Asia’s Big Democracies Are Drowning in Campaign Cash
India and Indonesia must stem a tide of legal and illegal political money to restore their people’s trust in democracy.
Democracy celebrated a high point last year when a combined 700 million people in India and Indonesia cast their votes in national elections. Now, as the two countries’ new leaders approach the end of their first year in office, many are asking what has come of their anti-corruption promises. Though both won resounding electoral victories with promises to clean up national politics, so far they have introduced few significant reforms.
To maintain the trust of their electorates, Prime Minister Narendra Modi of India and President Joko Widodo of Indonesia would do well to prioritize this issue. In particular, they should focus on reforming the use of money in politics. Lowering the cost of campaigning in both countries would allow equal chances to rich and poor candidates in future elections. It would also improve transparency by freeing all candidates from dependence on a few large — and sometimes shadowy — donors. This will require reforms in two major areas: enforcing existing laws more aggressively and closing legislative loopholes that allow much of the excessive spending to take place legally.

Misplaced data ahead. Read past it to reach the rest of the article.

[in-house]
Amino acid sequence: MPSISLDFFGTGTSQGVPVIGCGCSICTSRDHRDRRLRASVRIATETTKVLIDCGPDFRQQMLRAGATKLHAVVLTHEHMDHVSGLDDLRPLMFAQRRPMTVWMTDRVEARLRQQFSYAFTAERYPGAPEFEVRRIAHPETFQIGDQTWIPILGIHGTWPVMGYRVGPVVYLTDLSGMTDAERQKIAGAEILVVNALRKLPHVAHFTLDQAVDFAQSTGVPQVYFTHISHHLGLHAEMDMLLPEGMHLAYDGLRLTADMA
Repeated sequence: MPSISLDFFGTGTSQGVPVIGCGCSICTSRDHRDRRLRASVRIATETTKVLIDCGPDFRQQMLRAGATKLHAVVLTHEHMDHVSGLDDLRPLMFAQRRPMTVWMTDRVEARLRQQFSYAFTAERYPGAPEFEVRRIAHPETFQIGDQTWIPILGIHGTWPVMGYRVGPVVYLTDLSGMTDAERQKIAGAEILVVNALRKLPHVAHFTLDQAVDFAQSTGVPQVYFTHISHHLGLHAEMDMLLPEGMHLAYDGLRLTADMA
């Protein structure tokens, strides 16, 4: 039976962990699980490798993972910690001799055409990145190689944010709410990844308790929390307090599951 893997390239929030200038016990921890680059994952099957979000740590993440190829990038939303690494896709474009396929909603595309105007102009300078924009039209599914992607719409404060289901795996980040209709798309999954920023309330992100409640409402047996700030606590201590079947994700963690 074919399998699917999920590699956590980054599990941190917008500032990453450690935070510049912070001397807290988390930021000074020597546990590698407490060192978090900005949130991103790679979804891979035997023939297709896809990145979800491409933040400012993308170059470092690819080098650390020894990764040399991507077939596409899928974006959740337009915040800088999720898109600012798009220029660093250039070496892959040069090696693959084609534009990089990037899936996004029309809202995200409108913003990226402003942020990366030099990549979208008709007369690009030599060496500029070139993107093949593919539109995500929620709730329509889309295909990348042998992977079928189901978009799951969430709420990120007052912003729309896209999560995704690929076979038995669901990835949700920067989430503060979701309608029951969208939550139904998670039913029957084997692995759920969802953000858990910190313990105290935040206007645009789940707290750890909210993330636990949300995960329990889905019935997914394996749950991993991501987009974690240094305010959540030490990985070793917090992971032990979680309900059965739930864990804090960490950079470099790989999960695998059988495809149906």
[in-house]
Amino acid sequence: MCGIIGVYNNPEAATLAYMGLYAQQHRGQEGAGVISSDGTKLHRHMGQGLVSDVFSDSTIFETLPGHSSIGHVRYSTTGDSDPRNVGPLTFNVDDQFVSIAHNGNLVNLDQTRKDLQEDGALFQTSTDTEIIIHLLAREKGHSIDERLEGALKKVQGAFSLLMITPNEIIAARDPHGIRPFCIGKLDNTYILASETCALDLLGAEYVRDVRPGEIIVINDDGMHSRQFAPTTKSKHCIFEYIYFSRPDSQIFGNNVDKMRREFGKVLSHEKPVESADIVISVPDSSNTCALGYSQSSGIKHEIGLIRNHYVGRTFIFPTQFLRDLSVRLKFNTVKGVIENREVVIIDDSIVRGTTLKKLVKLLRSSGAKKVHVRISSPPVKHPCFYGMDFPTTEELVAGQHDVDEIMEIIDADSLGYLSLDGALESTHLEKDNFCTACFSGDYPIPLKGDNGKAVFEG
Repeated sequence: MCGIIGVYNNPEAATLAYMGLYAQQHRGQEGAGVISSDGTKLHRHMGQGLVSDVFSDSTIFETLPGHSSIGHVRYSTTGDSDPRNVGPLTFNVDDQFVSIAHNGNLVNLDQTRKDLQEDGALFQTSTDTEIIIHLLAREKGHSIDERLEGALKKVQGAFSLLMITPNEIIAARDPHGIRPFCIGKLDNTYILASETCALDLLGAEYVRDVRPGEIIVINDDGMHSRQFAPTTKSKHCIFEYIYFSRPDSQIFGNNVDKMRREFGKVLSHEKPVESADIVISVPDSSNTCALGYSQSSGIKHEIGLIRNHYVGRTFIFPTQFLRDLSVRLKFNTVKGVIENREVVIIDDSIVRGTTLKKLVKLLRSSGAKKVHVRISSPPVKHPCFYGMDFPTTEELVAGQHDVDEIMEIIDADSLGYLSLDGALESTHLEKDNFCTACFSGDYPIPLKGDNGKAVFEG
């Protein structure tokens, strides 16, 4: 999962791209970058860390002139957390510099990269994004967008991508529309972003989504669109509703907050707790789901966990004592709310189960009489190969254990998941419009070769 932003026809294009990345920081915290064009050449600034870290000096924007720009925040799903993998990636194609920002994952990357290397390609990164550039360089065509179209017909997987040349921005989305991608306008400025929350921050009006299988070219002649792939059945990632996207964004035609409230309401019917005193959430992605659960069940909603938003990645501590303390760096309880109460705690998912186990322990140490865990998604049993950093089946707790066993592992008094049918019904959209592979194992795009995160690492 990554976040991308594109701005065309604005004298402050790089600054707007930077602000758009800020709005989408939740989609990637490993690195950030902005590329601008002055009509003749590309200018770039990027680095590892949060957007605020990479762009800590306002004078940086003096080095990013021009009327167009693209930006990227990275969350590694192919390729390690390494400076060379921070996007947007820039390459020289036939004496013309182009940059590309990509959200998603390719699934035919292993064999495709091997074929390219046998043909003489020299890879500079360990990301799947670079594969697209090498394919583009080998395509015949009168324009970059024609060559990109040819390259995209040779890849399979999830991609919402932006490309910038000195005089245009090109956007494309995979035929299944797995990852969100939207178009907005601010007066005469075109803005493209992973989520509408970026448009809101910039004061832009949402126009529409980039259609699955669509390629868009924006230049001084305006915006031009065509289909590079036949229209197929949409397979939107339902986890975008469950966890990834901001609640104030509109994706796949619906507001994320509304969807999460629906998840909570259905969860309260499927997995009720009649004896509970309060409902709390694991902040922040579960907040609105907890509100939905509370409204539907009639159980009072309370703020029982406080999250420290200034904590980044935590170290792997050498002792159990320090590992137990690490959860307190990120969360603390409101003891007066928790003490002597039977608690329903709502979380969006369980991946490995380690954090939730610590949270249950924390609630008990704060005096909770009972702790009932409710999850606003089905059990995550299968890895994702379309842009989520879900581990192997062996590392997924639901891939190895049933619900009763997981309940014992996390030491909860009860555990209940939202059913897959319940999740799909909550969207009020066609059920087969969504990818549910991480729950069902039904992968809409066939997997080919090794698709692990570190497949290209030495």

The campaign spending that the parties have actually reported seems reasonable — but it is only a small fraction of the total. In reality, much of the spending never makes it into the books. Indonesia’s winning Jokowi-Kalla and losing Prabowo-Hatta camps say they raised a combined $37 million. But the University of Indonesia’s Institute for Economic and Social Research estimated the real campaign costs at a staggering $920 million — that’s 25 times what was reported. In India, the Modi and Gandhi campaigns reported a joint cost of $205 million. But the country’s Center for Media Studies priced the campaign at $5 billion, also almost 25 times more. A large portion of these enormous disparities represents vote-buying and bribes, although some of the difference also stems from high media spending beyond legal limits and the cost of nominations and primaries, which occur before the start of the formal reporting period.